How do you go about creating your own personalized grounding technique? One that isn’t the standard counting or listing things off? Which by the way, if those work for you, that’s fucking awesome. Keep utilizing them, because you can always use ALL the tools. The more ways you can ground yourself, or utilize any coping skill, the more resilient you will be. *Plus, sometimes skills that used to work for us in the past might not always work for us now. The ability to tweak them is important. Okay, back to creating your grounding technique.* What is something that can normally get you out of a distressing moment? Think just in general. It can be your favorite movie or song that you go to whenever you are feeling down and need a pick-me-up. It can be a favorite memory that you reflect on when you need to remember better times. Do you have one that pops into your head? Okay, now how can you make that into something you can play or enact in your head in thirty seconds or less? It can be the best lyric from that favorite song. Or one of the funniest, most uplifting, or relatable images/scenes in that favorite movie.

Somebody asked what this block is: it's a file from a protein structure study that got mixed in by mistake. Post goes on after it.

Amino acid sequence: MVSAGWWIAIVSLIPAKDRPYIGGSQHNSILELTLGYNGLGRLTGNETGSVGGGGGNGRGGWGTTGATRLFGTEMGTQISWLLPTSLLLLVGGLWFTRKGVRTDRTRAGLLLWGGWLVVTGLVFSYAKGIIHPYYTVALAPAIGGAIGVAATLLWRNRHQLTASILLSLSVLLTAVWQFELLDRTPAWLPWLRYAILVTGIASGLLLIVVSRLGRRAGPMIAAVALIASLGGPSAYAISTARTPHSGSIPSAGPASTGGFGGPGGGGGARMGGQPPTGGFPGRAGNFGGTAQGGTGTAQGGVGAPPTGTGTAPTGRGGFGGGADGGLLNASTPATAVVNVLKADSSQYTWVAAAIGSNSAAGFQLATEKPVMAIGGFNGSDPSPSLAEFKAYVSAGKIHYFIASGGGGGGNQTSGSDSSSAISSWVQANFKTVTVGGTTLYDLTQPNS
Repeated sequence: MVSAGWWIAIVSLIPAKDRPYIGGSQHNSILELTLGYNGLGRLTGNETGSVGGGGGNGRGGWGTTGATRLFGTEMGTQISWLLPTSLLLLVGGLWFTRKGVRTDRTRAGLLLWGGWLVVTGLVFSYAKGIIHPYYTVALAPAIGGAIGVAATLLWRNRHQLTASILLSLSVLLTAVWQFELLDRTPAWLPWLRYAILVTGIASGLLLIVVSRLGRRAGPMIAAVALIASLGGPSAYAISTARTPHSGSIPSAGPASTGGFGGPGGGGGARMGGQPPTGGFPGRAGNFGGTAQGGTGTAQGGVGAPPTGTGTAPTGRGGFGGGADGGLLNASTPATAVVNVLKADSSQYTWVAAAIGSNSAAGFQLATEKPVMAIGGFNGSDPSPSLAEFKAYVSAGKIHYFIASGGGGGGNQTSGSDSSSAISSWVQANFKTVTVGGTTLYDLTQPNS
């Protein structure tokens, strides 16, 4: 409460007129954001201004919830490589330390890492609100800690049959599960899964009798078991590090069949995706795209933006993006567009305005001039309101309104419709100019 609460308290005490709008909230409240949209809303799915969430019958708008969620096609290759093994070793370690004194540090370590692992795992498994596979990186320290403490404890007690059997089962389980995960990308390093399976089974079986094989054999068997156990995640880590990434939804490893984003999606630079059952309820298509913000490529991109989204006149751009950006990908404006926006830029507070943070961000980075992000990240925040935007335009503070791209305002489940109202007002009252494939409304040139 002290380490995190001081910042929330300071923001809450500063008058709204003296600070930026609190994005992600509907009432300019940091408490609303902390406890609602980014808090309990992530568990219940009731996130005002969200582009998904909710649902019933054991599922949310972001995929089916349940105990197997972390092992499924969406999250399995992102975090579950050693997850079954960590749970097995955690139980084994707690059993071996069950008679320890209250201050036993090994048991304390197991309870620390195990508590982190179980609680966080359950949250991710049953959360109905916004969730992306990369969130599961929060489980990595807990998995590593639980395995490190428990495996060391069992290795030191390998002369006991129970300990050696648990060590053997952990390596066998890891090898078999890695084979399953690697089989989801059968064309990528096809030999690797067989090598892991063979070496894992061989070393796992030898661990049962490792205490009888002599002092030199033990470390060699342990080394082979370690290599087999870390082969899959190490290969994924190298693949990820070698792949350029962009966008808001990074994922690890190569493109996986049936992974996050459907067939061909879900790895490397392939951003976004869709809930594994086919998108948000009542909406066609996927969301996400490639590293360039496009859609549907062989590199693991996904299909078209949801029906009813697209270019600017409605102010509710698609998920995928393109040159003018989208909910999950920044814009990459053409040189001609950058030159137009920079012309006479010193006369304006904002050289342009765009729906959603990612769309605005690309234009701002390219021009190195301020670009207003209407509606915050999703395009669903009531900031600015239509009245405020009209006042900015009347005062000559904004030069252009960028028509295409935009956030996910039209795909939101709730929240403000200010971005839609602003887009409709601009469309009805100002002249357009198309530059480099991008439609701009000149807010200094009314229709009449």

The reason grounding techniques need to be something you can do in your head is because the best skills you can have, are the ones that don’t require anything externally. Essentially, you don’t need any additional tools to use the skill. Ea: Journaling takes pen and paper, as well as a prompt. You can never guarantee you would have those external stimuli (like music) at the moment you are distressed. What would you do if you didn’t have cell phone reception or couldn’t access your phone at the moment of distress? If you have the ability to ground yourself internally, it won’t matter if you don’t have something that you associate with coping. I threw the 30 seconds or less out there because sometimes we go into situations where we can’t take five minutes, we need to snap back into ourselves quickly. Hopefully, those instances are few and far between, but every once in a while, you will need to be able to do the skill within a short period of time, so be ready.
30 seconds makes it feel intense, doesn’t it? I would have originally told someone they were crazy if they thought I could do a grounding skill in 30 seconds or less. Practice is really where it's at when it comes to shortening the time it takes you to ground yourself. The more you practice, the more control you have over your mind. It's very much like mindfulness in that the more you train that skill, the more control you feel over your own mind and your ability to direct your attention to what’s important.
You can try repeating the thought redundantly. If possible, you can try to keep track of how many times you repeat/restart or how long it takes you to calm down. Next time, just try to use one less thought cycle, or just 30 seconds less time. Like a muscle, by trying to ground faster, you will train yourself to respond to the cues of your grounding technique, and one day, you could possibly reach the “Calm in 30 seconds” everyone wishes they could advertise.